Did it capture the imagination of the people? Perhaps as many as 250,000 turned up, so yes. Definitely. Did it make Trump feel unwelcome and force him to steer clear of London? Yes. Did it really piss off the right-wing media and personalities? Yes, fabulously so. Did it bring the worst parts of Trump’s policies to the media’s attention? Yes. Ultimately, did it change anything in particular? On its own, no. But that’s not how protests work, even when they do work.


By this st…

Brexit Observations

What exactly is the Proper Brexit of which Nigel Farage speaks? Pre-referendum, Nige declared that even the worst case scenario would leave Britain better off economically. He now believes that the Brexit we are heading for will leave us worse off that we currently are within the EU. The truth of the matter is this: Farage’s entire premise was entirely dependent on the EU ‘banging on Britain’s door to do a free trade deal’. And this would happen because ‘the German car industry would force the politicians to do so’. There was no real Plan B (as detailed in one of my most prescient posts of the last decade) should it transpire that the German car industry would not be leading the Brexit negotiations.
Was there ever a way to do a ‘Proper Brexit’? Possibly, but that opportunity was blown in March 2017. Brexiters liked to repeatedly declare that ‘the UK holds all the cards’. But the moment we triggered Article 50, the UK showed its hand – and there was a distinct lack of Queen…

It'll Be All Wight

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In a few short months I will reach something of a milestone. It’s a slightly notional milestone, some would say. It’s not so much that I will turn 46 years of age. It’s more to do with identity and how I see myself. If you were to ask me where I’m from, my answer might depend on where you’re from. To a Mexican, I’m British. To a Scot, I’m English. To an Englisher, I am a Londoner.  To a Londoner? Perhaps I’m a bruv. I’m not sure. It’s been a while since I tuned into Eastenders. But anyway, given that I left the capital in favour of the south coast at age 23, in a few short months I will reach the point where I’m just half a Londoner, and then a day later I will become less than half a Londoner, and more than half something-else. If we are to be precise, I will be 50% Londoner, 37% Dorseter and 13% Mexican.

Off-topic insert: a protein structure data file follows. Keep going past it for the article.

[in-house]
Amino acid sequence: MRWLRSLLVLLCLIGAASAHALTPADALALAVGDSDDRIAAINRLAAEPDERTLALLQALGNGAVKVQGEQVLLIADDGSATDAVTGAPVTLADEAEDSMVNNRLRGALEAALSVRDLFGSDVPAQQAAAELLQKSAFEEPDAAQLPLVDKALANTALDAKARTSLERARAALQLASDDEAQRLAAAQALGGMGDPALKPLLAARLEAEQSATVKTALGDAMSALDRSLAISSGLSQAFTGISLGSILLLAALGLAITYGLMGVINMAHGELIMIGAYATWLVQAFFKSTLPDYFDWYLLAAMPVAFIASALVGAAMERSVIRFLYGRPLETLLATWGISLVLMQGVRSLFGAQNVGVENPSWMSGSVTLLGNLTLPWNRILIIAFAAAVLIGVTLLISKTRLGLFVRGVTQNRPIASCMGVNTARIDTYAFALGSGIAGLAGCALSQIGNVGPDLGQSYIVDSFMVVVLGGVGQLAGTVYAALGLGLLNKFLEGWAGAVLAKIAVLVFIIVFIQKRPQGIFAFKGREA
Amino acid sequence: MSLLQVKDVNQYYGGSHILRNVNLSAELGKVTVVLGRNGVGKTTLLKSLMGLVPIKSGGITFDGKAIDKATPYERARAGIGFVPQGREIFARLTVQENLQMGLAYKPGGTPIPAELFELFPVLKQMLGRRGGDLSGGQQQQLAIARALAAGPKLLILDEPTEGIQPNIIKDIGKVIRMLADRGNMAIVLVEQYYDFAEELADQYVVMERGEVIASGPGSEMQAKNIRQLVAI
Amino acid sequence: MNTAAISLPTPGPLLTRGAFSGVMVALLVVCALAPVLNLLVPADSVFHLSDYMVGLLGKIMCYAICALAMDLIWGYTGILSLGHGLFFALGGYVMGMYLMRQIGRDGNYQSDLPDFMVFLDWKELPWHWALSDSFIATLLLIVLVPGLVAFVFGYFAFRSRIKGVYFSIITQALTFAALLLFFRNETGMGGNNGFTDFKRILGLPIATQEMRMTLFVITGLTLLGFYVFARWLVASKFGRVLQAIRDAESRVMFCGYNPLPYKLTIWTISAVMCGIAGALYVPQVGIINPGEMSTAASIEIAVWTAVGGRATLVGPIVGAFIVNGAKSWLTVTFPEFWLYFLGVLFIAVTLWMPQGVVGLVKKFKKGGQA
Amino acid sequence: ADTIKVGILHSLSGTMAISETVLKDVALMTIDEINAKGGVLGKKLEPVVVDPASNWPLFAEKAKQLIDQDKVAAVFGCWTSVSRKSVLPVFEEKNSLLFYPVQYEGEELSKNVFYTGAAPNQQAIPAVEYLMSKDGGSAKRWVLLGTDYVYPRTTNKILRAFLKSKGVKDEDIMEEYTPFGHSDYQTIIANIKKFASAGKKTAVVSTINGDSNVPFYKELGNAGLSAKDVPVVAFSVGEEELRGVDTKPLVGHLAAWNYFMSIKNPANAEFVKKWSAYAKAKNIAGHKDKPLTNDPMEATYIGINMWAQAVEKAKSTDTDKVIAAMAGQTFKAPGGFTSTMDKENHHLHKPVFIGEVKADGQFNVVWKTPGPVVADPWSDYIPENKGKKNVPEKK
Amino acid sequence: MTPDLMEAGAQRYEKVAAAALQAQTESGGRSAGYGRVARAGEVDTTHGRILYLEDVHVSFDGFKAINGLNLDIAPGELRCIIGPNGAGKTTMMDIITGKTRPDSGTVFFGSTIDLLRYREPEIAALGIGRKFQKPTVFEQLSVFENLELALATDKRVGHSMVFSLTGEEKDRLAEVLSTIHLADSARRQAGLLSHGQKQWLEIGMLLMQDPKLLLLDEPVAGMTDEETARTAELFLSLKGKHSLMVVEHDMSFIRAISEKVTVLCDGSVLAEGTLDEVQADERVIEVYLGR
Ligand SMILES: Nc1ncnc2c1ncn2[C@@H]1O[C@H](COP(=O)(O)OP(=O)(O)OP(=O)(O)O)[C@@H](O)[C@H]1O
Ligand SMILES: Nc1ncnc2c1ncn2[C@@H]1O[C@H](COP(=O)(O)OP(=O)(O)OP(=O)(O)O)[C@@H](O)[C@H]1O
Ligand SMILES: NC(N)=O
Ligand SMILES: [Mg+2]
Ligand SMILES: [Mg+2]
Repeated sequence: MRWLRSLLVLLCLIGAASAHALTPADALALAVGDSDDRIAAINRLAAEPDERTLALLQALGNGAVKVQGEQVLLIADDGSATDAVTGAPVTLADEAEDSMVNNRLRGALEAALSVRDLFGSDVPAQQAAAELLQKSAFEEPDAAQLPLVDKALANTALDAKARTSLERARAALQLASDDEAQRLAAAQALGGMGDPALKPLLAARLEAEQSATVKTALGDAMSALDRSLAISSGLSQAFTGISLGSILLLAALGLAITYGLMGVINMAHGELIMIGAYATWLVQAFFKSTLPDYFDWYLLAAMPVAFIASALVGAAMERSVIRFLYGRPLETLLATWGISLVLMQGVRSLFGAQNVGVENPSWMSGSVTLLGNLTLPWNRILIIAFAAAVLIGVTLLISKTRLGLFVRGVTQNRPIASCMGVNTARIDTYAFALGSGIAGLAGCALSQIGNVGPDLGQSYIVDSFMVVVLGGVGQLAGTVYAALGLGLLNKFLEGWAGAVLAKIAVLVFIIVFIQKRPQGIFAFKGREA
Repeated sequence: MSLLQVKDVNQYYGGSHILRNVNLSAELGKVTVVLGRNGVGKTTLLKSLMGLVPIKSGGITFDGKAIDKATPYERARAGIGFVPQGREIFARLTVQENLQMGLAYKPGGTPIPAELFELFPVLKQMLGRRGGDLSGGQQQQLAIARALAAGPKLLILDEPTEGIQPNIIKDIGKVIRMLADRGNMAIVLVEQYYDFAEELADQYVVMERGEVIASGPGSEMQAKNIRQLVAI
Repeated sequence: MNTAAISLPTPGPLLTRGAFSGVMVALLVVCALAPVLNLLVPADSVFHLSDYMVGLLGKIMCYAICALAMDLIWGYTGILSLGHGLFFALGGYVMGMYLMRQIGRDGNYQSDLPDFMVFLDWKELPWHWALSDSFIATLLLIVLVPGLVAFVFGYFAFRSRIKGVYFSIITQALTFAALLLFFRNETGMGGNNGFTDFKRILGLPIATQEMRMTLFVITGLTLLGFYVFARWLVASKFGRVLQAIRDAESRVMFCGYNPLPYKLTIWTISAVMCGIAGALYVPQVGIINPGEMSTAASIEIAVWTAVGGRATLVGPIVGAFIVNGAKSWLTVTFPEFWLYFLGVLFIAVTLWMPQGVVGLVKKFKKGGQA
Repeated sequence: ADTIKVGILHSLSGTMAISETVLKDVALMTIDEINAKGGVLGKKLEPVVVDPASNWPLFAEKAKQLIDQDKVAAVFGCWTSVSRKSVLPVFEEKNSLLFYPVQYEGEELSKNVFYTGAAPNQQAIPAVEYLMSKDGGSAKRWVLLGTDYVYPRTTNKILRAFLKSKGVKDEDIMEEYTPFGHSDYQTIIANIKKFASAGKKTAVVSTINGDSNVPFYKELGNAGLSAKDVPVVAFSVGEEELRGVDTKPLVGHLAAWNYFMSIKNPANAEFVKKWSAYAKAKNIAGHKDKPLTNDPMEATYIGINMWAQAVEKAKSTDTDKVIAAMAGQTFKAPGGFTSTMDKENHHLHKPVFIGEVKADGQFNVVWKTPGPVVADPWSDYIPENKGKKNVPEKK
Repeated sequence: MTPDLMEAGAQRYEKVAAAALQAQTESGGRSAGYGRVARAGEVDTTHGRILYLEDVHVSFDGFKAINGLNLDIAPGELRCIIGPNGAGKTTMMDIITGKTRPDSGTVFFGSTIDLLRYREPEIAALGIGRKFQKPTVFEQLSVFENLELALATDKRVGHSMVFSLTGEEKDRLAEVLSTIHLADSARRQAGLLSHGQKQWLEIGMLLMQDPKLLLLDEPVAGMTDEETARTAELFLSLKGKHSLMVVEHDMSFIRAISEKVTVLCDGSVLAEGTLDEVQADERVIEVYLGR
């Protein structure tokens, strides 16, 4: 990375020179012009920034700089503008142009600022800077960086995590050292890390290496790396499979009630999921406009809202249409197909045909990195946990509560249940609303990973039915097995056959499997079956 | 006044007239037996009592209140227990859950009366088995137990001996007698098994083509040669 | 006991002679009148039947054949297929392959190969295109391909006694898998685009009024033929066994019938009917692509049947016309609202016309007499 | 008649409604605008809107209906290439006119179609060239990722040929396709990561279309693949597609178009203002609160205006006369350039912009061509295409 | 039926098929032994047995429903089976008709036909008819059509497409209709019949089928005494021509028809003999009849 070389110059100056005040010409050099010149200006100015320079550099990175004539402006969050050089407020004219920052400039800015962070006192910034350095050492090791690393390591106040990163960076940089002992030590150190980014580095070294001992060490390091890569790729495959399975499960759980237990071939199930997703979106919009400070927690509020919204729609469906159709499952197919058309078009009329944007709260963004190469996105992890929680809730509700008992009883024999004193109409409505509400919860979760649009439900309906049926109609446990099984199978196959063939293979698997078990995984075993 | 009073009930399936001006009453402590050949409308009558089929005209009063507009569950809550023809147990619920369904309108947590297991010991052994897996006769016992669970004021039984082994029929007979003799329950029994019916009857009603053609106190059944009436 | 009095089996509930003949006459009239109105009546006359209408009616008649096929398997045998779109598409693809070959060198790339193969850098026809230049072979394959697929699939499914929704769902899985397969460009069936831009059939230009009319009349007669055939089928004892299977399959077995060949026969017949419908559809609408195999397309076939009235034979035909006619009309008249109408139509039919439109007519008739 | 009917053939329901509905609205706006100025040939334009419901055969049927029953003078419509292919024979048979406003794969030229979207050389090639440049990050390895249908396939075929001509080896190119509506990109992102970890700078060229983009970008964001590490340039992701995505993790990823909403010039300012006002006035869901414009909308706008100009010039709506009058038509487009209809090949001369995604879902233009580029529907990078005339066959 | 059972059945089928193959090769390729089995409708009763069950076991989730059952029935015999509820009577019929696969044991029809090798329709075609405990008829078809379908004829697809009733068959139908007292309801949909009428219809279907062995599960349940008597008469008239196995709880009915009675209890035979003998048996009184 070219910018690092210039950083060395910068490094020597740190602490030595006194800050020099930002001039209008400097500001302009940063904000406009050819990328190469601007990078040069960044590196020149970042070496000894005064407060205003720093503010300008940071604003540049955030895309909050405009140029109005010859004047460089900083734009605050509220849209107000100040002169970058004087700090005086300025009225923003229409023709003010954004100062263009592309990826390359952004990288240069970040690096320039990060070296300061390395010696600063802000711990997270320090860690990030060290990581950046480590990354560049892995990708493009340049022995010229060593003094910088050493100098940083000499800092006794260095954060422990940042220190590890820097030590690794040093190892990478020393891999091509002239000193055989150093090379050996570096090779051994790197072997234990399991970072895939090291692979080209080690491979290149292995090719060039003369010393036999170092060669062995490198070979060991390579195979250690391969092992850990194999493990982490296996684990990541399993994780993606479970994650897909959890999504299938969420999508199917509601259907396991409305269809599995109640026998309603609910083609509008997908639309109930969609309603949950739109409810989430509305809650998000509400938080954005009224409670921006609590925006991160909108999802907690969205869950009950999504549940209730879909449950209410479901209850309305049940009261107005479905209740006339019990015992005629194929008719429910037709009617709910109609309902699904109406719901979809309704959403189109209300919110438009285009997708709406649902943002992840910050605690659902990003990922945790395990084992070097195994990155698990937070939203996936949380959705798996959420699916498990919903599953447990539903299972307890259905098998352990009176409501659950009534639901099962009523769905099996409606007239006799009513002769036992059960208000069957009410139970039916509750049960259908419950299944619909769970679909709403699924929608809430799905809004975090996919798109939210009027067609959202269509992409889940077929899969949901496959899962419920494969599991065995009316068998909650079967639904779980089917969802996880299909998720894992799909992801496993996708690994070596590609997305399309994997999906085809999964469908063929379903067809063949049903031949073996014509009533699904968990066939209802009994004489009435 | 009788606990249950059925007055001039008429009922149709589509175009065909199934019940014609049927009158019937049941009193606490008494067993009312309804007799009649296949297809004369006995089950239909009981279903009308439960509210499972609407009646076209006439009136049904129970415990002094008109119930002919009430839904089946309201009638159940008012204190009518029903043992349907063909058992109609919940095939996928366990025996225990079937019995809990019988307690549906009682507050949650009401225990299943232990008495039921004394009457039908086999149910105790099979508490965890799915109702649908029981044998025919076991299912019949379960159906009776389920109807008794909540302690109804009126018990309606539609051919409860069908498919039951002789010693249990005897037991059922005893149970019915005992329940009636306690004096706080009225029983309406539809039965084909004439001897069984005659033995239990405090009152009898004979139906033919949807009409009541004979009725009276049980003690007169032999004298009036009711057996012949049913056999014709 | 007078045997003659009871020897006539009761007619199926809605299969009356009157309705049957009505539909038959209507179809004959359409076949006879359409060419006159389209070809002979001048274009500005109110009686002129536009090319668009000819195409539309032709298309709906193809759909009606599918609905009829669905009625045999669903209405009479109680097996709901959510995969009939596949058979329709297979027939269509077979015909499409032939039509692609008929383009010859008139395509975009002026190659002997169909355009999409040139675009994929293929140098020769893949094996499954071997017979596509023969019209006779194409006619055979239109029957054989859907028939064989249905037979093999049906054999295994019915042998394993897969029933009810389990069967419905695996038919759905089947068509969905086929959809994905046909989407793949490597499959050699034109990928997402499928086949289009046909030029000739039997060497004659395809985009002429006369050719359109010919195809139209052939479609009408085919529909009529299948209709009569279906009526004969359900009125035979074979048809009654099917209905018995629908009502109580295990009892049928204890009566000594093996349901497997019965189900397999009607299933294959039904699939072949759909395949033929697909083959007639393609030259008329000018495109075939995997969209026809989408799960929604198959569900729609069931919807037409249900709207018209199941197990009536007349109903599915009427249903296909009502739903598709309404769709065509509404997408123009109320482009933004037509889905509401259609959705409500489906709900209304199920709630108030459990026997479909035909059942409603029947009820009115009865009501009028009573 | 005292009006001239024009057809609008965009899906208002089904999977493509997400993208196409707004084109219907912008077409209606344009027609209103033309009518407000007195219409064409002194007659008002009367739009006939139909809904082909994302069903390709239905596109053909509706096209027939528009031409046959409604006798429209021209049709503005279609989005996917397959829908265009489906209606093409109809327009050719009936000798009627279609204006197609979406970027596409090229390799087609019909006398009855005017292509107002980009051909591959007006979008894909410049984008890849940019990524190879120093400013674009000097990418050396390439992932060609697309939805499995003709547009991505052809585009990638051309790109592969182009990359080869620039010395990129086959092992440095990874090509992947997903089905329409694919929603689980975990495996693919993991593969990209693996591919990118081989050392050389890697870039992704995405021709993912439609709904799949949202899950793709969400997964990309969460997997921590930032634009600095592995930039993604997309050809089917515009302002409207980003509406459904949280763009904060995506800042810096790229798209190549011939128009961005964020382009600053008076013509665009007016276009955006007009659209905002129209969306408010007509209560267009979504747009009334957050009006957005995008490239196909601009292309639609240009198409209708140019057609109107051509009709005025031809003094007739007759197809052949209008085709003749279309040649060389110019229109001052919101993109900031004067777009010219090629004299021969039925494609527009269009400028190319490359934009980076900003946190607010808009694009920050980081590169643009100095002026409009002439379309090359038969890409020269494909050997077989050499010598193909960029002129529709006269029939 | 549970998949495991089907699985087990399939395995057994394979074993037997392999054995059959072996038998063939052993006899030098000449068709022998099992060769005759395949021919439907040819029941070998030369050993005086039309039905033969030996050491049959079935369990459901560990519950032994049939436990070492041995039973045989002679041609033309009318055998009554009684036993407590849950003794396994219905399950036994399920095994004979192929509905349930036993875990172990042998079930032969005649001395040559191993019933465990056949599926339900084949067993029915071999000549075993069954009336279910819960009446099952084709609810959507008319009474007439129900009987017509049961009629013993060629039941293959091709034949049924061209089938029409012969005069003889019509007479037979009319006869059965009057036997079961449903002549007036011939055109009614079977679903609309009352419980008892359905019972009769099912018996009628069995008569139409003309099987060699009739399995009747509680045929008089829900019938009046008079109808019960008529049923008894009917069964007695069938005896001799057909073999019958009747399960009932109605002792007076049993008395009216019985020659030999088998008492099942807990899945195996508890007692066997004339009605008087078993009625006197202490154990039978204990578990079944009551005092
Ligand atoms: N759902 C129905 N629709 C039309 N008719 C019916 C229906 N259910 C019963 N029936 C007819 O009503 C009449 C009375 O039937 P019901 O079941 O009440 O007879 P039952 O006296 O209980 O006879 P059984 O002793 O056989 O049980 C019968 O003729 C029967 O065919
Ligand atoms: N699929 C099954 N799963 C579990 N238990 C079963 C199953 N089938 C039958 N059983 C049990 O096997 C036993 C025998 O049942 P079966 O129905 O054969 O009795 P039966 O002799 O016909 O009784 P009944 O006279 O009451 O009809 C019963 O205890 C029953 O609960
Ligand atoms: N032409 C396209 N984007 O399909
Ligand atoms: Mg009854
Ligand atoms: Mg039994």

When I moved to Dorset in the autumn of 1995, I would go down to the beach often. It had huge novelty factor to a (until recently) city dweller. And on the horizon lo…

Benefits of Brexit

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We Brits are now less than one year from exiting the European Union. Sort of. And probably. Should I begin to accept the inevitable and embrace Brexit? Nah. Only when the inevitable is truly and unstoppably inevitable. I’m still holding out for a Breversal. But, just for a change, I thought I’d write a post to highlight the true benefits that Brexit will definitely bring us. Ready? Duty Free Booze Cruises
Once upon a time, Brits would swarm on to ferries to cross over to the continent on day trips. For a change of scene? A taste of real culture? The sophisticated cuisine? To try out the French they’d learned on cassette courses? No, don’t be silly. They were all off to load up on tax free beer, ciggies, rolling tobacco and boxes of Blue Nun and sherry. Alas, the EU put an end to that. But once we’ve left the EU, one presumes that normal service will be resumed, with a new generation of chavs and chavettes enjoying the freedom to buy vast quantities of products which, in m…